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Car Insurance Junk Mail

Written by Todd Clay. Posted in Research Last Updated: 01/18/2011

How auto insurance companies market through the mail -

Junk Mail Card from Allstate

This one came in my junk mail pile courtesy of Allstate.

Ever since I started writing for businesses, I’ve been intrigued by “junk mail”. The industry calls it direct mail, but consumers don’t seem to care.

Much of it ends up in the trash before any envelopes are opened. One industry-famous direct mail writer, Gary Halbert once said, “I am incessantly preaching the people of America sort through their mail while standing over a wastebasket?” Just think about how that makes the writer feel about their work.

Lots of Insurance Junk Mail

In 2007, according to the Direct Marketing Association (DMA), insurance companies spent $6.81 billion in insurance advertising through the mail. Not only that, but expenditures were expected to grow in the 7.6% per year through 2012. The few letters you saw was just a sample of the literal tons of paper, ink, and trinkets sent by insurance companies every year in an effort to gain your business.

So why do they do it? The DMA reported that insurance companies get back $8.15 for every dollar they spend through their junk mail campaigns. That means if Allstate sends out $1 million in direct mail, they expect to get back $8,150,000 in revenues from their efforts. That’s not a bad return on investment.

The Culprits, er, Insurance Direct Marketers

Most insurance direct mail comes from auto insurance companies. Think about it. For those of us who check our mailboxes, how many packages did you see from XYZ Life Insurance Company versus GEICO? If you think about it, auto insurance companies sent many more packages compared to any other type of insurance.

I’ve saved most of my insurance junk mail since starting this website (I know I’m a nerd). Granted, I’m only providing my anecdotal experience. However, from what I’ve seen, GEICO is the biggest direct mailer of the industry. I probably receive two pieces of GEICO mail for every one piece of mail from other insurance companies. I’m even getting stuff from GEICO after switching to their policy. (Someone needs to update their database.) Other companies I’ve seen in the mail were Progressive, Allstate, AAA, AIG, Farmers, and Countrywide.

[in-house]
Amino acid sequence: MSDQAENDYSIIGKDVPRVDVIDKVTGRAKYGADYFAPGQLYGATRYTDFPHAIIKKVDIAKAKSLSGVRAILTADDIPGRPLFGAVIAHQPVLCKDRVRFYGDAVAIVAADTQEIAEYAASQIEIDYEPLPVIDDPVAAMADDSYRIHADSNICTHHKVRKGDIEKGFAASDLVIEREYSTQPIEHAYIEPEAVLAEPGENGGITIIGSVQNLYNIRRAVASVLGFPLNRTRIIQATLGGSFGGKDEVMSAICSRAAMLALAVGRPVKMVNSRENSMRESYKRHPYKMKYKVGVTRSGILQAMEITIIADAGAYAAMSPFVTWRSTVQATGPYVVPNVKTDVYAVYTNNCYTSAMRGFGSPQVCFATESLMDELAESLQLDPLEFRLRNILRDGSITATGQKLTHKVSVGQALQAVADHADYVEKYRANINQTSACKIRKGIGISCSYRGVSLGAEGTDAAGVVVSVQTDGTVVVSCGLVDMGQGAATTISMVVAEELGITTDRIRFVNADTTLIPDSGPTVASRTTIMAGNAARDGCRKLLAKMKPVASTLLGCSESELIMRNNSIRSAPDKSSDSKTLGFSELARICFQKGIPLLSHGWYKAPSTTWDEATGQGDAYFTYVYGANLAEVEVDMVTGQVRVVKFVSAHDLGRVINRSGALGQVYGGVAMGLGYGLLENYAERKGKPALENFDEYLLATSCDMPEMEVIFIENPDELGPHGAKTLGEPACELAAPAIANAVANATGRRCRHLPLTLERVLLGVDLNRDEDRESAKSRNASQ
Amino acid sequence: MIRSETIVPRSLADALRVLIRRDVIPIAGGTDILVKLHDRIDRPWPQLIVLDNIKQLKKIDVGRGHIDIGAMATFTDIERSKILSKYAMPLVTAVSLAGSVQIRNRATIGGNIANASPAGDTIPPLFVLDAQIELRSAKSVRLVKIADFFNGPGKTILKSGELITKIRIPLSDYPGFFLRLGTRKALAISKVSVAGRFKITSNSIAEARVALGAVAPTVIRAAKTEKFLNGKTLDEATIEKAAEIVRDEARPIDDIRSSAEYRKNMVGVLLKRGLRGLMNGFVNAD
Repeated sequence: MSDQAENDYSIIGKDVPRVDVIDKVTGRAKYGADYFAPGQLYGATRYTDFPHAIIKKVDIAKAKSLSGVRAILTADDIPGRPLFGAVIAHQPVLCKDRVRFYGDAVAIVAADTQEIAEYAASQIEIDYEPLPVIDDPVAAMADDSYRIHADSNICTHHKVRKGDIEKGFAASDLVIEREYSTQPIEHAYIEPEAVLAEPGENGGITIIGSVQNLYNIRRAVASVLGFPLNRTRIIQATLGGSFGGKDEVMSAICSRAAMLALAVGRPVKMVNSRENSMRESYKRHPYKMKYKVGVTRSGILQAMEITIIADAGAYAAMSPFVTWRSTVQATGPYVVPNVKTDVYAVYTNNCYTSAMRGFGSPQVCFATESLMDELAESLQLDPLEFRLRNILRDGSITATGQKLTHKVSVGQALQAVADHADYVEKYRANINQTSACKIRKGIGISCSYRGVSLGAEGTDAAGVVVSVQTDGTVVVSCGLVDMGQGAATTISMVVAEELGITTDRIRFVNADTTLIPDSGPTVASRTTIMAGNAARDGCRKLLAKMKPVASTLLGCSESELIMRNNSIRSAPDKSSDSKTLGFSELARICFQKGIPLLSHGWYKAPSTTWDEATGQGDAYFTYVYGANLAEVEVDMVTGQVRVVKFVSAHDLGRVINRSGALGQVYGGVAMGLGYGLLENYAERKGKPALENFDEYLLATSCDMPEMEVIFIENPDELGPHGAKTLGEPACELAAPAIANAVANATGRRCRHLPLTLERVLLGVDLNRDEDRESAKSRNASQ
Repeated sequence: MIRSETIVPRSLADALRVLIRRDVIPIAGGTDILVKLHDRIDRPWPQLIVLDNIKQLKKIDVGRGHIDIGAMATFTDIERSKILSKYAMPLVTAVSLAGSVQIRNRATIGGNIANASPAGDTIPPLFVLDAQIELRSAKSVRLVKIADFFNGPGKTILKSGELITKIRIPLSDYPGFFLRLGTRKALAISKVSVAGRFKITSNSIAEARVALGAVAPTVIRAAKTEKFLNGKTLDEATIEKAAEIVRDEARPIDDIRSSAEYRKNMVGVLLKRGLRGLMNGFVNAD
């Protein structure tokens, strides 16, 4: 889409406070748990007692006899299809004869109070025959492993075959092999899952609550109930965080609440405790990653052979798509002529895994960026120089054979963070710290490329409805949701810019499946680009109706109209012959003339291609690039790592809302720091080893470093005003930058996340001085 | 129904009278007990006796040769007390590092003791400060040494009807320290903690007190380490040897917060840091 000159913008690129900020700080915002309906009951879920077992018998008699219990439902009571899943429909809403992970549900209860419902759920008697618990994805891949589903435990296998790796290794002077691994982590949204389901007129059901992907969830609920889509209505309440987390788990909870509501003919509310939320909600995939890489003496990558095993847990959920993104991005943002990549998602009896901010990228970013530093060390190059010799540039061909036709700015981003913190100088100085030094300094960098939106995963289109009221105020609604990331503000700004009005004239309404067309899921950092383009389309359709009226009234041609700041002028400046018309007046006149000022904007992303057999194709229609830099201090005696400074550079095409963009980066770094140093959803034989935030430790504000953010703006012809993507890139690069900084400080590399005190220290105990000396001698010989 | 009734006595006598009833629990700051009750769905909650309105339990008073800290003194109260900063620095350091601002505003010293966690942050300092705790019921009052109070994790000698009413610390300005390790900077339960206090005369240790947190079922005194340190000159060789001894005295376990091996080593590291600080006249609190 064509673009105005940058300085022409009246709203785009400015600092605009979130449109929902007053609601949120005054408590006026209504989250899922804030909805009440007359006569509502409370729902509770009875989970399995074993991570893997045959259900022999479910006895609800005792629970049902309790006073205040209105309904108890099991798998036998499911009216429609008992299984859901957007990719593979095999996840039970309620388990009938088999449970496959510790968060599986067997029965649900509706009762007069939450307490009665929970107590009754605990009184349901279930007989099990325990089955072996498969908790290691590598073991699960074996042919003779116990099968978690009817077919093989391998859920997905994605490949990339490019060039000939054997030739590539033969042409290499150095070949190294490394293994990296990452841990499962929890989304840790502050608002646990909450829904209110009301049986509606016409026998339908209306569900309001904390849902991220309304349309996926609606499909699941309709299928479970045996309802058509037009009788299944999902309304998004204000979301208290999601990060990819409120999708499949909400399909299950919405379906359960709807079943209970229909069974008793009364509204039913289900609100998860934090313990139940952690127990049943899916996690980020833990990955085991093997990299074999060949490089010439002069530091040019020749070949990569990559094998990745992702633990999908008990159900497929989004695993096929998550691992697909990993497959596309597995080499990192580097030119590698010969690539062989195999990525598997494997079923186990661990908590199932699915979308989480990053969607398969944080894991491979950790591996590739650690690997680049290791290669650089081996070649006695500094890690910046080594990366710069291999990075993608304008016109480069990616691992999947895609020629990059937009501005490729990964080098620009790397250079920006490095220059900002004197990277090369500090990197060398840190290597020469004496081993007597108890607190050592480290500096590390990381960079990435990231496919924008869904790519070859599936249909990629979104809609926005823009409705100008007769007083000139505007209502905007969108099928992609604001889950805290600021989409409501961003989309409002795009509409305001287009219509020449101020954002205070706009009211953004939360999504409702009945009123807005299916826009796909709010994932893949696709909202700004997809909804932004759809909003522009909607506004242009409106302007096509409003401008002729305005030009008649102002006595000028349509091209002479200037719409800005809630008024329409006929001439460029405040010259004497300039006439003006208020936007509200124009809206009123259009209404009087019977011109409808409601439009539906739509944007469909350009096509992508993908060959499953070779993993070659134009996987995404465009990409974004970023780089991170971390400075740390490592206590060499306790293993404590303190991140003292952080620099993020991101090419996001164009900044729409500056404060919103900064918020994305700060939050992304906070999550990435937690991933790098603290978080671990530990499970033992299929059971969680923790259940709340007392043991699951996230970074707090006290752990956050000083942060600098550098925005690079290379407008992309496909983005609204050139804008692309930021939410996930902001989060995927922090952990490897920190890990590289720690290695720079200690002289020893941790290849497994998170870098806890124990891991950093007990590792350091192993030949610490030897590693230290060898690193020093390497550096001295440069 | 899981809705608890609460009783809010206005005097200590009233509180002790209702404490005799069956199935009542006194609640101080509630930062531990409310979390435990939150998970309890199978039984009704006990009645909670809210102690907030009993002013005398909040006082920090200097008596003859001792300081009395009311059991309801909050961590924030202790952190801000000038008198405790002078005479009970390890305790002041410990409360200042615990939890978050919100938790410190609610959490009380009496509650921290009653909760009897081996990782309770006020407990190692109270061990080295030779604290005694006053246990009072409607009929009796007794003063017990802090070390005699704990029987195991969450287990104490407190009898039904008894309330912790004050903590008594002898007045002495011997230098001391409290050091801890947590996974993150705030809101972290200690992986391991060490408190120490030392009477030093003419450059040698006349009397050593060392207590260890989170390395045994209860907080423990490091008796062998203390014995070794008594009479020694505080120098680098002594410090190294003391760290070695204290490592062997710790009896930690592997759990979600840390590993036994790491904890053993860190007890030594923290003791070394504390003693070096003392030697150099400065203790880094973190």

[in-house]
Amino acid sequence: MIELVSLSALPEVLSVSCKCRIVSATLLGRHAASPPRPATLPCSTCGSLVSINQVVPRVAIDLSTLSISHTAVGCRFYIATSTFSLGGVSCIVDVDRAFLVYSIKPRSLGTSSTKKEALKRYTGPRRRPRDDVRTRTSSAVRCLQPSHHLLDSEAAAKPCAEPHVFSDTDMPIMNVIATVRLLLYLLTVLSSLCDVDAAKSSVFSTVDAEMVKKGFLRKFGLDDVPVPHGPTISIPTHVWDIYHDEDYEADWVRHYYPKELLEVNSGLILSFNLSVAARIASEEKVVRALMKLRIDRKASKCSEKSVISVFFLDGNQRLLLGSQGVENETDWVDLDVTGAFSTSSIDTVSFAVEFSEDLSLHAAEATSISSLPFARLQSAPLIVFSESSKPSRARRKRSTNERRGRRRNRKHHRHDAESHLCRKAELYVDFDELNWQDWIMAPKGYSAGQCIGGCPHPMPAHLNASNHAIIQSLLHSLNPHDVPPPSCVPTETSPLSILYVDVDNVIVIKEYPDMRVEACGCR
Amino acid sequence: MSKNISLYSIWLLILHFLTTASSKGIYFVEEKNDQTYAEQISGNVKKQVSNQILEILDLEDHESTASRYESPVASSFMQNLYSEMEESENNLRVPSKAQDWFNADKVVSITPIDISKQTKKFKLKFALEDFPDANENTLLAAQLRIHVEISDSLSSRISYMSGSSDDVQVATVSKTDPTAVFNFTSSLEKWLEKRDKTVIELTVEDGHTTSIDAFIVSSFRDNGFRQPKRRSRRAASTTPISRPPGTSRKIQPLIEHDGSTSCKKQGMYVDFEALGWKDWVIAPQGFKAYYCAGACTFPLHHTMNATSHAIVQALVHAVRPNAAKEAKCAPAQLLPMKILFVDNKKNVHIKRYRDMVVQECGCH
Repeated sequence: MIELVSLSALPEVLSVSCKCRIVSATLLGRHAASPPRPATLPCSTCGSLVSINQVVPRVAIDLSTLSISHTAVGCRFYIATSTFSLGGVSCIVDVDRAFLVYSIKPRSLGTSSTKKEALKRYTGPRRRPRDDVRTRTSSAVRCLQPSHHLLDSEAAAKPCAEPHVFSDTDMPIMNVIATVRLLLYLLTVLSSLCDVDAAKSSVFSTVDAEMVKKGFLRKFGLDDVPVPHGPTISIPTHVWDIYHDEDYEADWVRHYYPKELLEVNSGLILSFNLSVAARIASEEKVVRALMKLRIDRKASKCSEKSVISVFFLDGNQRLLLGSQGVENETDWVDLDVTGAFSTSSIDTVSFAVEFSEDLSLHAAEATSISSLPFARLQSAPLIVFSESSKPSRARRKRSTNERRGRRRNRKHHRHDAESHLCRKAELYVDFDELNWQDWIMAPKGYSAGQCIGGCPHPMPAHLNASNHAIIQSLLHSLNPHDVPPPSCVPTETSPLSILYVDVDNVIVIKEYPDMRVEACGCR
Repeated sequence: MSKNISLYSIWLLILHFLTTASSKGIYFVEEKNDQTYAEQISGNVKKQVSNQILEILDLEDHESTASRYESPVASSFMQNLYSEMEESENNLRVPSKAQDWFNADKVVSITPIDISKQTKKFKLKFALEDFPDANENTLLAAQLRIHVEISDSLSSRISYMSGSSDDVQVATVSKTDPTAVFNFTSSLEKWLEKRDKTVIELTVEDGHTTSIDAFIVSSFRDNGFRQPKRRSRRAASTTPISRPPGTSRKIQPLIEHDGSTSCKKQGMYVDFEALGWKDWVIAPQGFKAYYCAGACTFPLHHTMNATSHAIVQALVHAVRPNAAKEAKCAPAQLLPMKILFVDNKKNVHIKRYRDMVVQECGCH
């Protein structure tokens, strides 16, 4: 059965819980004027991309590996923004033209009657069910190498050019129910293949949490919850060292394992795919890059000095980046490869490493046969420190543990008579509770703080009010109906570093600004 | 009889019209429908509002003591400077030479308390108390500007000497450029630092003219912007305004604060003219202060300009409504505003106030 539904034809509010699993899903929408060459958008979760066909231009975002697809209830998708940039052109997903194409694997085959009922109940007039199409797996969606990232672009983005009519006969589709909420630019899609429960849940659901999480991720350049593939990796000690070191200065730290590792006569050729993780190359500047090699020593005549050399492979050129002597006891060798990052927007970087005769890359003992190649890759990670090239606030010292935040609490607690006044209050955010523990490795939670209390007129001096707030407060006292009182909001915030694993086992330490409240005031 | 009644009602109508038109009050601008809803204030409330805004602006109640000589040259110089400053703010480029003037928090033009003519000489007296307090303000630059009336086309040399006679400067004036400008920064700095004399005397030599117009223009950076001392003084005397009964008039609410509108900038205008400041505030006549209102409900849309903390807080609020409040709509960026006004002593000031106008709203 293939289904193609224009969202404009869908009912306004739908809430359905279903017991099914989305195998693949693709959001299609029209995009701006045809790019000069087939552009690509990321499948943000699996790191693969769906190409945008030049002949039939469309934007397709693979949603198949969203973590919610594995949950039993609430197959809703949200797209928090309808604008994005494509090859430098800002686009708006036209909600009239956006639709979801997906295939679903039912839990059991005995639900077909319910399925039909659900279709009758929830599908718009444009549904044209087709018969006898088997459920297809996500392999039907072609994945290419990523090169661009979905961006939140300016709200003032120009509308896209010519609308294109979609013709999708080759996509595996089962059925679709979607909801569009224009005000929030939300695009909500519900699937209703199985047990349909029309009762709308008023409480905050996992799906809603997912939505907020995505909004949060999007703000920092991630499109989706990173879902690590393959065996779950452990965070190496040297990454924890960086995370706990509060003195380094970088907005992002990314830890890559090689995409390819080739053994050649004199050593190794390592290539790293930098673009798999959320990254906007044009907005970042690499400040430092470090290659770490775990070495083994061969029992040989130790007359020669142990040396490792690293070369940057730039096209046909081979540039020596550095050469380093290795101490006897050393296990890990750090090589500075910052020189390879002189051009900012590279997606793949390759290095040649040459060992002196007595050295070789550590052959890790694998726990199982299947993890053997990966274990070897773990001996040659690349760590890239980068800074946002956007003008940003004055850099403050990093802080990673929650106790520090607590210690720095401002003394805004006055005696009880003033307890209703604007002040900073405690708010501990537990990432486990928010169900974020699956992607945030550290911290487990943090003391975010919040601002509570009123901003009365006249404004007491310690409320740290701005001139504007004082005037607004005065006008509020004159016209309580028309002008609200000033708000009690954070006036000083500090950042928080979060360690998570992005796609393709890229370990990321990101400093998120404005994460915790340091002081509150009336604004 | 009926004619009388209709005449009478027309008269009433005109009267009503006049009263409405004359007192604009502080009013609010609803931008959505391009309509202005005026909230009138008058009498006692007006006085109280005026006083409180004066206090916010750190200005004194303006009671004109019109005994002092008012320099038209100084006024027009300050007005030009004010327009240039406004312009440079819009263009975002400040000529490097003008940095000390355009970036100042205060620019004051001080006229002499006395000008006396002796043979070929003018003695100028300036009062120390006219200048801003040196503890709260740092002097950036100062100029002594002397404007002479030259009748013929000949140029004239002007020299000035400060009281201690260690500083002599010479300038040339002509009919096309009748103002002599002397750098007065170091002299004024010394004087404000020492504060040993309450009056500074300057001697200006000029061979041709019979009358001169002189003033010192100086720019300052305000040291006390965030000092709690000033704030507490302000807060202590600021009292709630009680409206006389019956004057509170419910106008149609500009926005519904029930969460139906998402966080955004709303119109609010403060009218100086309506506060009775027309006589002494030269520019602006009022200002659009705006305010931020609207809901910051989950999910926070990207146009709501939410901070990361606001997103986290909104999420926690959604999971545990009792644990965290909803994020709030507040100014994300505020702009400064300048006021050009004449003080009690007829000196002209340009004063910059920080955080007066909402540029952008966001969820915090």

What’s the Pitch?

There are several pitches insurance companies use in their direct mail campaigns. Typically, the value centers around price. After presenting the lizard or the cavemen, GEICO pushes savings more than anything else. The standby “15 Minutes Can Save You 15% on your Car Insurance” is always popular. Or the latest I saw from them “Millions of consumers will lose hundreds of dollars this year by failing to shop around for a better value on auto insurance.” also pushes their price over any other benefit.

Allstate recently sent this piece to me. “Your Enclosed Instant Access Savings Card Can Be Worth Hundreds of Dollars To You” was the teaser text on the front of the envelope. When I opened the letter, they enclosed a mock-credit card with a 1-800 number embossed on the front. Next to the attached card, a big font read “Average Annual Savings $353.00.” Again, price was the big draw.